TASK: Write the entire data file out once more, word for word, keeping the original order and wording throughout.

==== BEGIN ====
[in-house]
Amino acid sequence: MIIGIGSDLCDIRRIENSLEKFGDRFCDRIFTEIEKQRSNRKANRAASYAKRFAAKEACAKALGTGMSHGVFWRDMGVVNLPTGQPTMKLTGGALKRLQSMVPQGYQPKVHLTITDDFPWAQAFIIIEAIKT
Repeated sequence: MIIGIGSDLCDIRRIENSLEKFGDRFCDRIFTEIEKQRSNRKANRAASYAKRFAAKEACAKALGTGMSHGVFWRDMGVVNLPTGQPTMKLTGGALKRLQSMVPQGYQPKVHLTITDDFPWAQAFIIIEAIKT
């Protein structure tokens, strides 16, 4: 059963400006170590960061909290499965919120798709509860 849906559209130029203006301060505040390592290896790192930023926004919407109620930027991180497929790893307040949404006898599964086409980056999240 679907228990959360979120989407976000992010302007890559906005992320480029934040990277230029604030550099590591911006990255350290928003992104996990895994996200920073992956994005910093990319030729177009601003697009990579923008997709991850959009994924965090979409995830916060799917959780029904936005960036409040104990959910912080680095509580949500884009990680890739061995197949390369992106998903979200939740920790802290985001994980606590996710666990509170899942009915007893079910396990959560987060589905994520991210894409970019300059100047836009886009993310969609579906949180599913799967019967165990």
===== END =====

[in-house]
Amino acid sequence: MIIGIGSDLCDIRRIENSLEKFGDRFCDRIFTEIEKQRSNRKANRAASYAKRFAAKEACAKALGTGMSHGVFWRDMGVVNLPTGQPTMKLTGGALKRLQSMVPQGYQPKVHLTITDDFPWAQAFIIIEAIKT
Repeated sequence: MIIGIGSDLCDIRRIENSLEKFGDRFCDRIFTEIEKQRSNRKANRAASYAKRFAAKEACAKALGTGMSHGVFWRDMGVVNLPTGQPTMKLTGGALKRLQSMVPQGYQPKVHLTITDDFPWAQAFIIIEAIKT
């Protein structure tokens, strides 16, 4: 059963400006170590960061909290499965919120798709509860 849906559209130029203006301060505040390592290896790192930023926004919407109620930027991180497929790893307040949404006898599964086409980056999240 679907228990959360979120989407976000992010302007890559906005992320480029934040990277230029604030550099590591911006990255350290928003992104996990895994996200920073992956994005910093990319030729177009601003697009990579923008997709991850959009994924965090979409995830916060799917959780029904936005960036409040104990959910912080680095509580949500884009990680890739061995197949390369992106998903979200939740920790802290985001994980606590996710666990509170899942009915007893079910396990959560987060589905994520991210894409970019300059100047836009886009993310969609579906949180599913799967019967165990």